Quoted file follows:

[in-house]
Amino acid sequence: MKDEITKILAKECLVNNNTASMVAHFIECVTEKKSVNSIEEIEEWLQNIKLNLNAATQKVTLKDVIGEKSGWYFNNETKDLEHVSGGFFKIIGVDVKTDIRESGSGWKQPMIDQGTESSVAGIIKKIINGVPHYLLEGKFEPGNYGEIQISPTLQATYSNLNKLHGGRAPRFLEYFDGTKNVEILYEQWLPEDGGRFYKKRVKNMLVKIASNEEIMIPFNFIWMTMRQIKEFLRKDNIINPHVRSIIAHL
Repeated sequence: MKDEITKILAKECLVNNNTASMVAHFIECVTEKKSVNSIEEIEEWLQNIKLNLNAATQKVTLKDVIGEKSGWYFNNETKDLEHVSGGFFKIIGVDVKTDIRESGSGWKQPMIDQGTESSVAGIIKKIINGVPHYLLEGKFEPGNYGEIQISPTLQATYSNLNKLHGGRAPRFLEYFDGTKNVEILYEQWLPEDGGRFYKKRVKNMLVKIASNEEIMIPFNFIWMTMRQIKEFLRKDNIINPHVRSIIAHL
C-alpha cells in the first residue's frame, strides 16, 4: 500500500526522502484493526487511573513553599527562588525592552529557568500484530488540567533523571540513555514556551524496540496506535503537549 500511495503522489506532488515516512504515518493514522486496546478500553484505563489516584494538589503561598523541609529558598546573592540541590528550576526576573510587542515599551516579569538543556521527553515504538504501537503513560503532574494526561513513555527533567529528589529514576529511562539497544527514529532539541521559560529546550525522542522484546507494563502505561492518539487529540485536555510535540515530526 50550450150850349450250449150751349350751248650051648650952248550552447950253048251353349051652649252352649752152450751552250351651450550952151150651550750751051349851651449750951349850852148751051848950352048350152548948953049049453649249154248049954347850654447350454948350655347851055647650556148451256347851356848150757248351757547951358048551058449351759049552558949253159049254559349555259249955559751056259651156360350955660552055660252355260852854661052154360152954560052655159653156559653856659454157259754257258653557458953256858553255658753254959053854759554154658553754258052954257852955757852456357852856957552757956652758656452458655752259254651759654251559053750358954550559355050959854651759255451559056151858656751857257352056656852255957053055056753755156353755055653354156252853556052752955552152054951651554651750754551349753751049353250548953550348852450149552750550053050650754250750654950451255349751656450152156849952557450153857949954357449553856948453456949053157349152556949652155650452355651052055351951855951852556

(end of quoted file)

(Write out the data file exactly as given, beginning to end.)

[in-house]
Amino acid sequence: MKDEITKILAKECLVNNNTASMVAHFIECVTEKKSVNSIEEIEEWLQNIKLNLNAATQKVTLKDVIGEKSGWYFNNETKDLEHVSGGFFKIIGVDVKTDIRESGSGWKQPMIDQGTESSVAGIIKKIINGVPHYLLEGKFEPGNYGEIQISPTLQATYSNLNKLHGGRAPRFLEYFDGTKNVEILYEQWLPEDGGRFYKKRVKNMLVKIASNEEIMIPFNFIWMTMRQIKEFLRKDNIINPHVRSIIAHL
Repeated sequence: MKDEITKILAKECLVNNNTASMVAHFIECVTEKKSVNSIEEIEEWLQNIKLNLNAATQKVTLKDVIGEKSGWYFNNETKDLEHVSGGFFKIIGVDVKTDIRESGSGWKQPMIDQGTESSVAGIIKKIINGVPHYLLEGKFEPGNYGEIQISPTLQATYSNLNKLHGGRAPRFLEYFDGTKNVEILYEQWLPEDGGRFYKKRVKNMLVKIASNEEIMIPFNFIWMTMRQIKEFLRKDNIINPHVRSIIAHL
C-alpha cells in the first residue's frame, strides 16, 4: 500500500526522502484493526487511573513553599527562588525592552529557568500484530488540567533523571540513555514556551524496540496506535503537549 500511495503522489506532488515516512504515518493514522486496546478500553484505563489516584494538589503561598523541609529558598546573592540541590528550576526576573510587542515599551516579569538543556521527553515504538504501537503513560503532574494526561513513555527533567529528589529514576529511562539497544527514529532539541521559560529546550525522542522484546507494563502505561492518539487529540485536555510535540515530526 50550450150850349450250449150751349350751248650051648650952248550552447950253048251353349051652649252352649752152450751552250351651450550952151150651550750751051349851651449750951349850852148751051848950352048350152548948953049049453649249154248049954347850654447350454948350655347851055647650556148451256347851356848150757248351757547951358048551058449351759049552558949253159049254559349555259249955559751056259651156360350955660552055660252355260852854661052154360152954560052655159653156559653856659454157259754257258653557458953256858553255658753254959053854759554154658553754258052954257852955757852456357852856957552757956652758656452458655752259254651759654251559053750358954550559355050959854651759255451559056151858656751857257352056656852255957053055056753755156353755055653354156252853556052752955552152054951651554651750754551349753751049353250548953550348852450149552750550053050650754250750654950451255349751656450152156849952557450153857949954357449553856948453456949053157349152556949652155650452355651052055351951855951852556